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Irritable Bowel Syndrome IBS

Uploaded by gurlyguy on Oct 21, 2007

Managing Irritable Bowel Syndrome

Irritable bowel syndrome (IBS)--also called irritable or spastic colon--is a common functional intestinal disorder characterized by recurrent abdominal discomfort and abnormal bowel function. The discomfort often begins after eating and goes away after a bowel movement. The symptoms can include cramps, bloating, constipation, diarrhea, and a feeling of incomplete emptying.

IBS occurs in about one in five Americans, more commonly in women, and more often at times of emotional stress. It usually begins in late adolescence or early adult life and rarely starts after the age of fifty. In severe cases, it can result in missed work days and curtailment of social activities. Although effective help is available, many people with IBS are too embarrassed, pessimistic, or afraid to seek medical care. Even worse, some people who consult a doctor receive insufficient guidance and conclude that nothing further can be done for them.

Why Symptoms Occur

During normal digestion, foods are broken down in the stomach and small intestine so that their nutrients can be absorbed into the body. Undigested or partially digested portions--mostly in liquid form--then enter the large intestine (colon), where most of the water is reabsorbed. Movement through the intestines results from peristalsis, a wavelike contraction of muscles in the intestinal walls that propel their contents forward. When all is well, the end result is stool that is solid but soft enough to be excreted easily.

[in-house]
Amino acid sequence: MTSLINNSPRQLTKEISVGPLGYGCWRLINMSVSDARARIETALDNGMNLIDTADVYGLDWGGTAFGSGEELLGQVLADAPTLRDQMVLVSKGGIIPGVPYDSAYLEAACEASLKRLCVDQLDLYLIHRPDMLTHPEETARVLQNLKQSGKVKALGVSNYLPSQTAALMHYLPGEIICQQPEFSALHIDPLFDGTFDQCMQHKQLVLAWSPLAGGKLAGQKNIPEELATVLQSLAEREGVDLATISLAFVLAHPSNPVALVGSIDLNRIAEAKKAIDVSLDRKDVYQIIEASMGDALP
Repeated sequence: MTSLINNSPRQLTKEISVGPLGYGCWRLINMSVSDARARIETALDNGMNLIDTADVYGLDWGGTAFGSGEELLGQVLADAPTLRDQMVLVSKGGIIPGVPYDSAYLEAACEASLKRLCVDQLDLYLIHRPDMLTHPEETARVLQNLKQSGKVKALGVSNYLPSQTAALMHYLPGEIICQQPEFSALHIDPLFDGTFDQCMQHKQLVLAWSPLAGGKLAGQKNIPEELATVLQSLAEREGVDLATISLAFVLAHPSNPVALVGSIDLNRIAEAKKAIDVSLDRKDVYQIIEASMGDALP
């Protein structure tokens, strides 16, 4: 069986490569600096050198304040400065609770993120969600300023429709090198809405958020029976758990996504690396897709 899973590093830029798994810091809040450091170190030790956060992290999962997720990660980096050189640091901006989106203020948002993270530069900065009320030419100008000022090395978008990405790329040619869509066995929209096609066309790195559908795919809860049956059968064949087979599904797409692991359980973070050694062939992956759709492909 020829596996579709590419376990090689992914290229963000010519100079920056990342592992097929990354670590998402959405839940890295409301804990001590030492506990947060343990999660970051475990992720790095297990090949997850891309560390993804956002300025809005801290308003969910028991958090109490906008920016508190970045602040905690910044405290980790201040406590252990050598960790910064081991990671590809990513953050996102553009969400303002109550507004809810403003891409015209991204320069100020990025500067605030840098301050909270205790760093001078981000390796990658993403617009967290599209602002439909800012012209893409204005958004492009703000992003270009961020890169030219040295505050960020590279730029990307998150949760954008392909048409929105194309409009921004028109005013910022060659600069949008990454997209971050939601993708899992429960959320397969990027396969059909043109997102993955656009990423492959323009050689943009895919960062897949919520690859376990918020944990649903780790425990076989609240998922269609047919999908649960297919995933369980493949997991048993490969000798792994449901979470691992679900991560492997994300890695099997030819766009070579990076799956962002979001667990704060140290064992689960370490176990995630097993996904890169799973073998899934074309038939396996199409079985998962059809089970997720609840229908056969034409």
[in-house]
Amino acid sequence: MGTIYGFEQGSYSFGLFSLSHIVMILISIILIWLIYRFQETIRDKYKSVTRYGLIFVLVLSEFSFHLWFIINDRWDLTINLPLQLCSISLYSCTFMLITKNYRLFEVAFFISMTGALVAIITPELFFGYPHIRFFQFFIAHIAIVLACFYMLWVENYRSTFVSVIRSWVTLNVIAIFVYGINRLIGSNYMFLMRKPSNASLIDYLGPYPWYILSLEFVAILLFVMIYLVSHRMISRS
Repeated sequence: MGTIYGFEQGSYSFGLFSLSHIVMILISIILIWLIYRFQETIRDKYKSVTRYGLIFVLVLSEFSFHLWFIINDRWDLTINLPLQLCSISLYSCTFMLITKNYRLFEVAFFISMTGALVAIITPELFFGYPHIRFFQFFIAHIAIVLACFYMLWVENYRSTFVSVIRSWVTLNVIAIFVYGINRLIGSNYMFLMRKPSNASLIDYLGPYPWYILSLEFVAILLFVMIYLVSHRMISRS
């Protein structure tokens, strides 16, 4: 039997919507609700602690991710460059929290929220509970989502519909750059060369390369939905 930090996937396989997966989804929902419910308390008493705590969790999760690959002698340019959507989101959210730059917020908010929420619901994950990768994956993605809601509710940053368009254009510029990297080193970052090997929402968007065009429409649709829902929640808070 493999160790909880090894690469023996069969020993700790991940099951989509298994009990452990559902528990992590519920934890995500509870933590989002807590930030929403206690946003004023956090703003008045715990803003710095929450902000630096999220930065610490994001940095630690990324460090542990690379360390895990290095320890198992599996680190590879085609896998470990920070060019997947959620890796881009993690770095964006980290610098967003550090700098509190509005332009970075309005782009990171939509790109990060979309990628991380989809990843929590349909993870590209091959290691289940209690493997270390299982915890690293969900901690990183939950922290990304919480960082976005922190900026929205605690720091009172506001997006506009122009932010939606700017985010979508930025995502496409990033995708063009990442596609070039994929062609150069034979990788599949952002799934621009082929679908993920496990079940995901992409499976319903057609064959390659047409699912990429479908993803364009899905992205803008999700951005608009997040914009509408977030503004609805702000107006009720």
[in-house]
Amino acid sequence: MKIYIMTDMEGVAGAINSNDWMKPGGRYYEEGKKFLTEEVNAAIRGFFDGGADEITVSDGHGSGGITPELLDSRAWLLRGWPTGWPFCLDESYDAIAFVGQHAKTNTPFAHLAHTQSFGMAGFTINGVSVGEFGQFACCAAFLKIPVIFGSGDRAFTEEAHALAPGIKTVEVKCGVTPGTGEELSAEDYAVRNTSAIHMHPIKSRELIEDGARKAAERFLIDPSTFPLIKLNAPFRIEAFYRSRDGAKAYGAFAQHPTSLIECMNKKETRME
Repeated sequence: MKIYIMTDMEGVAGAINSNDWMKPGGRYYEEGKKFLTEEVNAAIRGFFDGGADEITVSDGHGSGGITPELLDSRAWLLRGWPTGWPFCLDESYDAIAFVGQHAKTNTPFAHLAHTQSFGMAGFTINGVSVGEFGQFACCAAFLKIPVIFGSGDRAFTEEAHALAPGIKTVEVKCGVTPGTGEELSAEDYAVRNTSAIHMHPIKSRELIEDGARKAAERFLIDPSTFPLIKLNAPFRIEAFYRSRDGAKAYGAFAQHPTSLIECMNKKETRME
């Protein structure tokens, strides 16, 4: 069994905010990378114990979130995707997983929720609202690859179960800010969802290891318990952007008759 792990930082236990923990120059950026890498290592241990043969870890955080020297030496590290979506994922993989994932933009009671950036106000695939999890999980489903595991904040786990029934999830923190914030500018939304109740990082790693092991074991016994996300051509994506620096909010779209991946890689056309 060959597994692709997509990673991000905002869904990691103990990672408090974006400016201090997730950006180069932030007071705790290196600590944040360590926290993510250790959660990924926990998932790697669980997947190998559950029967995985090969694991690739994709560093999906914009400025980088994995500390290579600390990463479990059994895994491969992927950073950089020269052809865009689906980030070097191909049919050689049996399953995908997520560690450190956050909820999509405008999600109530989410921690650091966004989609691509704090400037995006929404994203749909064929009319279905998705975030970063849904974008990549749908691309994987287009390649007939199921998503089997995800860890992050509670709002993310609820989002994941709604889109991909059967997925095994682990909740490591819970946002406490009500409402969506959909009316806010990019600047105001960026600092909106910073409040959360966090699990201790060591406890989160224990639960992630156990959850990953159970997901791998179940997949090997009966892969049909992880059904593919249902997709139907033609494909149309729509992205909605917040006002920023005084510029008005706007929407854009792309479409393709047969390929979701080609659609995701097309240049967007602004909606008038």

Diet, eating habits, stress, and various environmental factors can disrupt the normal function of the intestines. If the intestines squeeze too hard or not enough, the partially digested food can travel too rapidly or too slowly through the digestive system. Movement that is too fast will result in diarrhea, because not enough water is reabsorbed. Movement that is too slow can result in constipation, because too much water is absorbed. Overly hard squeezing (spasm) can result in cramps. However, the diarrhea of IBS can also occur without pain.

IBS symptoms occur after eating because of the gastrocolic reflex--increased movement of the intestinal contents in response to food entering the stomach. The strength of this reflex can be influenced by the volume and temperature of the food and the number of calories it contains. Large meals (particularly high-fat meals) and large numbers of cold beverages can trigger IBS attacks.

Medical Evaluation

A thorough history and physical examination should be obtained. The extent of further evaluation depends on the patient's age, general health, and symptoms. If symptoms...

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Uploaded by:   gurlyguy

Date:   10/21/2007

Category:   Medicine

Length:   4 pages (997 words)

Views:   3868

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